Yesterday Adam and I had a 45-minute meeting at school. Rather than get the kids signed into aftercare and then out again, we sent them home to do their homework in the company of the lovely gentlemen who've been working on our attic the last few months.
These men have been here long enough that Lucy no longer feels the urgent need to perform acrobatics and comic monologues in their presence. For us, this counts as the comfortable silence that can exist between friends. (There is otherwise no silence in our house.)
When we arrived home, in a chop-chop sort of mood because we had to get Alice to a music lesson right away, I noticed the kitchen was a disaster.
"Oh, you made shakes for a snack," I said. "With the rest of the chocolate ice cream."
"We tried," Alice said. "But they weren't good."
"I accidentally used cornmeal instead of that magic powder you use," Lucy said.
The "magic" powder is a protein powder I put into the shakes to make them at least somewhat nutritious on Milkshake Mondays. Unlike cornmeal, it has the added benefit of being soluble in cold liquids.
When we got home after violin, I also noticed they'd attempted to make popcorn. The Whirlypop pan--which is awesome, for all the rest of you people who do not own a microwave--was in pieces next to the sticky blender.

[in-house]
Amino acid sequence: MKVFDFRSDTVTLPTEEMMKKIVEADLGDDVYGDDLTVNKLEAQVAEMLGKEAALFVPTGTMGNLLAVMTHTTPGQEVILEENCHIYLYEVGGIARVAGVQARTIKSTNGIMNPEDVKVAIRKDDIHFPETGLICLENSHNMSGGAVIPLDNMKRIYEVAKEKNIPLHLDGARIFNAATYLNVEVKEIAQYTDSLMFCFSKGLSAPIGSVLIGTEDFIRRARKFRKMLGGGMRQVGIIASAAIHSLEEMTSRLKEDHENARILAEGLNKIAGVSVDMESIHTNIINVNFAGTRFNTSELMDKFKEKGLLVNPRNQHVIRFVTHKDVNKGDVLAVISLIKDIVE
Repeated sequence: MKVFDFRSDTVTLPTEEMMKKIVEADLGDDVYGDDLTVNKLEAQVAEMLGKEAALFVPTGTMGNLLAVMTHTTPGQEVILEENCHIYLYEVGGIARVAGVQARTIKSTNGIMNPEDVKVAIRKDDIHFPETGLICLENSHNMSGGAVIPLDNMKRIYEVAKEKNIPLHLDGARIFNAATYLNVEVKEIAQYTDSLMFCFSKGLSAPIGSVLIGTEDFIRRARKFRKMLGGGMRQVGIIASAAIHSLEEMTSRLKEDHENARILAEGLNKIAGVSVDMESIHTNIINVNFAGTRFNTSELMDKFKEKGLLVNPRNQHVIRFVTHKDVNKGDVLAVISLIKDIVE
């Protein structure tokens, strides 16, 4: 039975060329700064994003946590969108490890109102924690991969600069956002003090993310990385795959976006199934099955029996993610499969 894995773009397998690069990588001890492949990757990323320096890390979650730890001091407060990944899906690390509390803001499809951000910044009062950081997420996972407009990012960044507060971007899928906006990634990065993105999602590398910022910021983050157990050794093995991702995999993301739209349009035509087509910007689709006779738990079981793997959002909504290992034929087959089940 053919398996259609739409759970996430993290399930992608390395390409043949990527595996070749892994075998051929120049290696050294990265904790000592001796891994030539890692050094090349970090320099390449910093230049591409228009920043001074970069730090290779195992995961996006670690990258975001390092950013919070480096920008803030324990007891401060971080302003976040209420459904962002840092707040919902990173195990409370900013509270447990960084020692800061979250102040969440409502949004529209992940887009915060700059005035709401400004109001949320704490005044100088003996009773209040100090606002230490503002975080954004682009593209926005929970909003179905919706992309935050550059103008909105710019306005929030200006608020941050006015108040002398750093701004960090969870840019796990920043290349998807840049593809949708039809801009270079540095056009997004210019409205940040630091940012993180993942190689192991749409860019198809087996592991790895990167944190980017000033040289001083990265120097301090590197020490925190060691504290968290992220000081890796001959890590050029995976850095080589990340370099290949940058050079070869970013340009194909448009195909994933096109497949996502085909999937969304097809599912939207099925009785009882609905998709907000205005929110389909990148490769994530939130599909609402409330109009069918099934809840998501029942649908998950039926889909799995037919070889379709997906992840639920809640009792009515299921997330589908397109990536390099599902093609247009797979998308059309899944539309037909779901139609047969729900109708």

Alongside the ailing whirlypop was a pot of tea utterly stuffed to the gills with tea leaves. And next to that was a half-empty jar of slightly damp almonds. In the garbage can, we found the cone portions of two Drumsticks (everyone knows the ice cream is the good part).
I asked Lucy what she and Alice had for snacks, given the evidence of several attempts to make something to eat.
"I had a pickle and Alice had a Luna bar," she said.
When you think about it, that is a lot of snack activity in less than an hour, a lot of failed attempts at deliciousness that must have been comic to watch. It sort of explains why the dogs were so cheerful when we arrived at the door. Dogs understand to know what it's like to want something to eat, only to be foiled in the attempt.
We put the cornmeal away, reassembled the Whirlypop, mopped the floor of pickle juice and grit, and congratulated the girls on getting their homework done. It should not have been possible, given the amount of time and kitchen activity.
But they did it--an accomplishment that called for ice cream sundaes, which we had to have at our neighborhood dinner joint because we were completely out of ice cream.